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PD&R Quarterly Update: Cash Assistance and Housing

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Peggy Bailey, Vice President for Housing and Income Security, Center on Budget and Policy Priorities

Peggy Bailey oversees the Center’s work to protect and expand access to affordable housing, improve states’ Temporary Assistance for Needy Families (TANF) and child support programs, and expand employment opportunities to housing and cash assistance recipients. Throughout her career, she has helped build connections between the housing community and health, nutrition, child welfare, and other systems of care, amid growing recognition that access to stable, affordable housing is a necessary foundation that enables people with low incomes to meet other basic needs and make progress toward achieving their hopes and dreams. Her housing policy expertise focuses on ways to expand access to rental assistance, improve and preserve public and multifamily affordable housing, advance eviction prevention and mitigation strategies, and help renters grow savings and credit histories. Bailey’s work is centered in identifying the ways racism and discrimination in housing policy have resulted in disinvestment in communities of color and created disparate outcomes for people in marginalized groups.

She first joined the Center in 2016 as the director of “Connecting the Dots: Bridging Systems for Better Health,” a Center initiative that identified opportunities to strengthen the link between housing and health policy. She then served as the Center’s VP for Housing Policy from 2019-2021. Prior to rejoining the Center, Bailey served in the Biden/Harris Administration as the Senior Advisor on Rental Assistance to HUD Secretary Marcia L. Fudge. She also served as the Director of Health Systems Integration for the Corporation for Supportive Housing, where she focused on Medicaid expansion and finding sustainable funding sources for the services that people with histories of homelessness and chronic health conditions need to maintain their housing. She also worked for the National Alliance to End Homelessness, the Association of Maternal and Child Health Programs, and the city of Rockwall, Texas.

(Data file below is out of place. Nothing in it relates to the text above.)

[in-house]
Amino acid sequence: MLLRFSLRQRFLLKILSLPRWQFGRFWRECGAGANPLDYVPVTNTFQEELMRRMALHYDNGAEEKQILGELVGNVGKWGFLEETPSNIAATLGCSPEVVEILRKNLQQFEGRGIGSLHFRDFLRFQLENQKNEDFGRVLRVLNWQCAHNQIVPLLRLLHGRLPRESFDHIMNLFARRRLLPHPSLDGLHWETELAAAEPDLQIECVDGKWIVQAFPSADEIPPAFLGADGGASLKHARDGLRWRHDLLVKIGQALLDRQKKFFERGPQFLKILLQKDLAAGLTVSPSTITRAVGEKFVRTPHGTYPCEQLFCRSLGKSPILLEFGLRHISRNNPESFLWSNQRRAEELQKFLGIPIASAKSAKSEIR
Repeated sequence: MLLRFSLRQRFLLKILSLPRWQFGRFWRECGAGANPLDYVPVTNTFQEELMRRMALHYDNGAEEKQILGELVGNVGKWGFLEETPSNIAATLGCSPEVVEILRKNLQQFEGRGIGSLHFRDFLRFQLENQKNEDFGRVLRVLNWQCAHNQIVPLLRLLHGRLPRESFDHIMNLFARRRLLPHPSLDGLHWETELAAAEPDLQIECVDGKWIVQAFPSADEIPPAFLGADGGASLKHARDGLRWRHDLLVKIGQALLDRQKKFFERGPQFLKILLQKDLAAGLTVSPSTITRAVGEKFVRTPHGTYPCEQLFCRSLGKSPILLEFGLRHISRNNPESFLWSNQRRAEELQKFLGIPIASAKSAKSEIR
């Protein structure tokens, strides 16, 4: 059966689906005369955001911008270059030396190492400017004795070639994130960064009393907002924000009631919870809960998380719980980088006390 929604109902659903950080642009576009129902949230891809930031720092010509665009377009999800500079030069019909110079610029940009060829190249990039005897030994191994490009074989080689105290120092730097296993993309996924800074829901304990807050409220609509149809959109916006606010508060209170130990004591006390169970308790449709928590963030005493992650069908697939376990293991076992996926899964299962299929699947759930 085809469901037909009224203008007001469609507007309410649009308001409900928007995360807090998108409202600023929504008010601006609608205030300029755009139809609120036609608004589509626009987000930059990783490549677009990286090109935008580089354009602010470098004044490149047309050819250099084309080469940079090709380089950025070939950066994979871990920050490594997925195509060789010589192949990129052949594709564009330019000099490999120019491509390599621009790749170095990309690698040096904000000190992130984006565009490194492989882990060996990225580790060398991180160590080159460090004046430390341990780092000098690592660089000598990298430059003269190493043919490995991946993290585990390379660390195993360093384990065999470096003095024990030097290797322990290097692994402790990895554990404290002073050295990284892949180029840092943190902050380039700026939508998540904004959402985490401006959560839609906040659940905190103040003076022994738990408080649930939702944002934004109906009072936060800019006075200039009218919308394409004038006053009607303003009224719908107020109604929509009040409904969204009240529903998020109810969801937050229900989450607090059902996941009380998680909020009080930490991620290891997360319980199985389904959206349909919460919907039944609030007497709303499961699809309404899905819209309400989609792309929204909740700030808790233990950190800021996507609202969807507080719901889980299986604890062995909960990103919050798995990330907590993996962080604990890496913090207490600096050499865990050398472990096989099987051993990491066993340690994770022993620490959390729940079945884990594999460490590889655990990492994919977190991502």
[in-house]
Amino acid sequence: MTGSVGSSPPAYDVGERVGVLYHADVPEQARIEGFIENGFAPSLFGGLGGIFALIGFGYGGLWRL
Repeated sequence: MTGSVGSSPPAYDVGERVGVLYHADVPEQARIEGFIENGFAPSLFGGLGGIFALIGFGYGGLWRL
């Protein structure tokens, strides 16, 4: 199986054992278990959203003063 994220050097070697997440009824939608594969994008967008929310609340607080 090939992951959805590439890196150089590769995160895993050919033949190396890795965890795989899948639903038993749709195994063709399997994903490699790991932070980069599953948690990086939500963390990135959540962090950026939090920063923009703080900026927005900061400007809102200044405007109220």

Bailey holds a B.A. in Government from the University of Notre Dame, and a Master of Public Affairs from the University of Texas at Dallas.

Daniel S. Brisson, Professor, University of Denver, Graduate School of Social Work

Professor Daniel Brisson is the Director of the Center on Housing and Homelessness. Brisson earned an MSW and PhD from the University of North Carolina at Chapel Hill. He has also received advanced training in statistical methods through the Inter-University Consortium for Political and Social Research.

Brisson's research is focused on individuals and families struggling with issues associated with poverty. He is particularly interested in the impact of low-income neighborhoods on individuals and families. Brisson is the co-principal investigator of the intervention Your Family, Your Neighborhood. He is also working with the Mile High United Way, Denver Human Services, The Barton Institute, and many other research partners. The goal of his research and scholarship is to create equitable opportunities and systems so individuals and families living in poverty have the same chance for success as those with more financial resources.

Brisson is engaged with teaching both Masters and Doctoral students at the Graduate School of Social Work. He teaches masters courses on program evaluation and poverty and community development. He is the lead instructor for the required two-course sequence in program evaluation for second-year MSW students. Brisson also teaches advanced quantitative research methods and statistics to doctoral students and works with doctoral students through the work of the Burnes Center on Poverty and Homelessness.

Paul Joice, Social Science Analyst, Program Evaluation Division, PD&R/HUD
Paul Joice, Social Science Analyst, Program Evaluation Division, PD&R/HUD